Do, or Do Not, Make Them Think?: A Usability Study of an Academic Library Search Box

This usability study explores whether patrons prefer and are well-served by specialized, format-based searches or simpler, single-box searches, and the implications of these practices and preferences for information literacy. Qualitative data suggest that format-specific searches can confuse and slow down users and single-box searches are often faster and more successful. These findings highlight the potential conflict between user experience (UX) design and traditional conceptualizations of research and library-based search.

Resource Type(s):

Information Literacy Frame(s) Addressed:

Discipline(s): 
Not Discipline Specific
License Assigned: 
All Rights Reserved

4 step source assessment strategy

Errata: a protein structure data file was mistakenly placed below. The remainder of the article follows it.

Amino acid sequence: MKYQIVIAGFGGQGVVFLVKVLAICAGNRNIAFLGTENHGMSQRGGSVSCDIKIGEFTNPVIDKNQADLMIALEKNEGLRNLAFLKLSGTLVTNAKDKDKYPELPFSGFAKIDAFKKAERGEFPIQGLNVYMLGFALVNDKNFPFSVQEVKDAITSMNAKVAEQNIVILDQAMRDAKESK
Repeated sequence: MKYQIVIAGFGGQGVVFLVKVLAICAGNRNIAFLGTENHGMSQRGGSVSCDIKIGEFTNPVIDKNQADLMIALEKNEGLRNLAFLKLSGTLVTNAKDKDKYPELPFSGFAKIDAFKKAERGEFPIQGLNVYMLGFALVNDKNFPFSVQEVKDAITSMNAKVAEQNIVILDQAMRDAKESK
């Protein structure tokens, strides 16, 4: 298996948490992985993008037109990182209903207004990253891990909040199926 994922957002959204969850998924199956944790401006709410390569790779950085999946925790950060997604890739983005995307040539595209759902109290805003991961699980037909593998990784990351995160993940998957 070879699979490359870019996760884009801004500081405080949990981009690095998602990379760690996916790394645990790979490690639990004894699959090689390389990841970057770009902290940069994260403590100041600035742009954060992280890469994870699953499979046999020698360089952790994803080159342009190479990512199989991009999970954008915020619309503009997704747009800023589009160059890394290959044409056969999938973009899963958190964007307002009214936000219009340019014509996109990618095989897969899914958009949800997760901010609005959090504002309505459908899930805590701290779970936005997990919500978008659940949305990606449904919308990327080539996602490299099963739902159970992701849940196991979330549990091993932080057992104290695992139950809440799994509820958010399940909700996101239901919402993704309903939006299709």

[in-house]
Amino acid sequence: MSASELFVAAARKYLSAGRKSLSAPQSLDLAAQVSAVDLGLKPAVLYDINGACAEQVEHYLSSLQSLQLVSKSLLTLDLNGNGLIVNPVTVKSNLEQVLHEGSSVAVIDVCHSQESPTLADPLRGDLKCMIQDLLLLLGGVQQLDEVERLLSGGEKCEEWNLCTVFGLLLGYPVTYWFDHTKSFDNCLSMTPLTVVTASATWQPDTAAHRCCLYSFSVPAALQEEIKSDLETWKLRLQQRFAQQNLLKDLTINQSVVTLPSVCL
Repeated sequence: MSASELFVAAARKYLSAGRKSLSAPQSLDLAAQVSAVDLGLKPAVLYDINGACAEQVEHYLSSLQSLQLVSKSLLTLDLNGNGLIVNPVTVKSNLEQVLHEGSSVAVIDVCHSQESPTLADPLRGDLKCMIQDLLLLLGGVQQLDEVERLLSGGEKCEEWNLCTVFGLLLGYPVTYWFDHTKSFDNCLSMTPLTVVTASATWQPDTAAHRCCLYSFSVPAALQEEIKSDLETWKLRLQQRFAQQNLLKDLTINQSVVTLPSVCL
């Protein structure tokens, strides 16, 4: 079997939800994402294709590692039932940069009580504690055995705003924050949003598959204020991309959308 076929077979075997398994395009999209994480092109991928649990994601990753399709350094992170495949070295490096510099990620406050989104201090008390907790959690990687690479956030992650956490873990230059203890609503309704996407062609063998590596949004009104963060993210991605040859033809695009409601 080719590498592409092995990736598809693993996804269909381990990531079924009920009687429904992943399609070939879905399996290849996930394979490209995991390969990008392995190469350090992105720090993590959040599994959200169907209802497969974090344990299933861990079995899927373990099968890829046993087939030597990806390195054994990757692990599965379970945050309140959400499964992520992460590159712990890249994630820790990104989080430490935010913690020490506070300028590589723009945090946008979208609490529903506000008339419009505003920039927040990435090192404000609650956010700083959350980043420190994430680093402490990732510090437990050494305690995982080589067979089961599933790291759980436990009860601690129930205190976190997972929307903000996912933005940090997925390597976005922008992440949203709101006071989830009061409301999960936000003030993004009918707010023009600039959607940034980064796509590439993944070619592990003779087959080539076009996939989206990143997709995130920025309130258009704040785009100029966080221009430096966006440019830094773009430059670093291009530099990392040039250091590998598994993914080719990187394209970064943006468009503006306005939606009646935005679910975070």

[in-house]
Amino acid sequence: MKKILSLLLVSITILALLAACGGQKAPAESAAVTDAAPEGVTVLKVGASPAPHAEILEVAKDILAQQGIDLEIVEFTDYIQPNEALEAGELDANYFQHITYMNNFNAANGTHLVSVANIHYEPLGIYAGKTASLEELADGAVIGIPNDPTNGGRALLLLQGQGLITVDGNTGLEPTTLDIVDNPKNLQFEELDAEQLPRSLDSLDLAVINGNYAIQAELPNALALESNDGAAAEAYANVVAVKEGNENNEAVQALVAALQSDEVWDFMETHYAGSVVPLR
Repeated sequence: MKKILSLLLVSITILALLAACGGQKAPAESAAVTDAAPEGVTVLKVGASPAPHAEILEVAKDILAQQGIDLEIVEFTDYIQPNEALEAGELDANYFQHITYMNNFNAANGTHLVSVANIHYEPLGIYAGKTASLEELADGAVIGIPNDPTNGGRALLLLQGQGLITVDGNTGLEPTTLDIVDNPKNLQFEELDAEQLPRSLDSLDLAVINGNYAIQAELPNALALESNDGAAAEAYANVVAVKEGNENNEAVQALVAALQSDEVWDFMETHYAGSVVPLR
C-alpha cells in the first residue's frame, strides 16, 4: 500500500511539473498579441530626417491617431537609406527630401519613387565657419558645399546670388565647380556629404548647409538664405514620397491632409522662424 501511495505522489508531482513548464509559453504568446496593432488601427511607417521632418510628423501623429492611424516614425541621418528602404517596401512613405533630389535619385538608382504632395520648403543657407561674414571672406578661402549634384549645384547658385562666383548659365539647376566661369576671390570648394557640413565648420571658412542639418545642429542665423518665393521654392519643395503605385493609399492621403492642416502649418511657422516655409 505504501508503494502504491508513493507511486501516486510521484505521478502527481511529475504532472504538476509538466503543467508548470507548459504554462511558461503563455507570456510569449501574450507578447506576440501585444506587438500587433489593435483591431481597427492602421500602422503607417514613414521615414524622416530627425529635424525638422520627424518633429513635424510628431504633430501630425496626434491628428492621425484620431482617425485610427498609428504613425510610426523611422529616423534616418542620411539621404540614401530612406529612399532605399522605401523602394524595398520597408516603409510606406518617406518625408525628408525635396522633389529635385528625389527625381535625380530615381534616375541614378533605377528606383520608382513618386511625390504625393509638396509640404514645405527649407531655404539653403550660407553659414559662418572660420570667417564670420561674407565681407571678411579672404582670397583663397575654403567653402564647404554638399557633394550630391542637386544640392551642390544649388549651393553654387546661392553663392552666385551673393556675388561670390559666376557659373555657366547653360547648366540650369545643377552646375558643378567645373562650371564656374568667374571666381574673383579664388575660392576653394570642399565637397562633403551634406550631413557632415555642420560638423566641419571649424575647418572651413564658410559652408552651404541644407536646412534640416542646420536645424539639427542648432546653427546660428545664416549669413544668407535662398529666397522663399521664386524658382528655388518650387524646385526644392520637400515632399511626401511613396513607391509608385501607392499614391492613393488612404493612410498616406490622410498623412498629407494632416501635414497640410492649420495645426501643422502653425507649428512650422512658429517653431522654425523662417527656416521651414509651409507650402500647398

The infographic was originally developed for a management class. It is updated and revised to be applicable to other disciplines as well. The university logo was deleted for use by other campus.A video was made to explain the 4-step source assessment.

Information Literacy Frame(s) Addressed:

License Assigned: 
CC Attribution License CC-BY

Research Process and types of information Sources

editable PPT on general research process and different types of information sources. Prepared for Writing 200 class.

Information Literacy Frame(s) Addressed:

Discipline(s): 
Not Discipline Specific
License Assigned: 
CC Attribution License CC-BY

Digital Wellness Workshop